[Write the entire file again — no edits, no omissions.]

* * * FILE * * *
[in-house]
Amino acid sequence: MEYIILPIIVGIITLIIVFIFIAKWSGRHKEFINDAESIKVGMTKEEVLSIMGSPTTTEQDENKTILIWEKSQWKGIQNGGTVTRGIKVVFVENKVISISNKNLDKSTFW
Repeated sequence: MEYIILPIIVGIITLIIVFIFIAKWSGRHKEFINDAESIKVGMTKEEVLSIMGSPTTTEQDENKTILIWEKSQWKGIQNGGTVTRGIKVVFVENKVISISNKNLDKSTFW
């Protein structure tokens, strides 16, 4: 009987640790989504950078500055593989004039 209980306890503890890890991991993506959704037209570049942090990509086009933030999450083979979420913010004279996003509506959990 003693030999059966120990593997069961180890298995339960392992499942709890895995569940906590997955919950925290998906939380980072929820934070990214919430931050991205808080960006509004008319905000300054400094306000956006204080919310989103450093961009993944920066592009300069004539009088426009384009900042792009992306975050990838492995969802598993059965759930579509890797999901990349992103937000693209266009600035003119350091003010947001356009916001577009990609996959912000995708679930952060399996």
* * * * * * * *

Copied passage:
[in-house]
Amino acid sequence: MEYIILPIIVGIITLIIVFIFIAKWSGRHKEFINDAESIKVGMTKEEVLSIMGSPTTTEQDENKTILIWEKSQWKGIQNGGTVTRGIKVVFVENKVISISNKNLDKSTFW
Repeated sequence: MEYIILPIIVGIITLIIVFIFIAKWSGRHKEFINDAESIKVGMTKEEVLSIMGSPTTTEQDENKTILIWEKSQWKGIQNGGTVTRGIKVVFVENKVISISNKNLDKSTFW
């Protein structure tokens, strides 16, 4: 009987640790989504950078500055593989004039 209980306890503890890890991991993506959704037209570049942090990509086009933030999450083979979420913010004279996003509506959990 003693030999059966120990593997069961180890298995339960392992499942709890895995569940906590997955919950925290998906939380980072929820934070990214919430931050991205808080960006509004008319905000300054400094306000956006204080919310989103450093961009993944920066592009300069004539009088426009384009900042792009992306975050990838492995969802598993059965759930579509890797999901990349992103937000693209266009600035003119350091003010947001356009916001577009990609996959912000995708679930952060399996």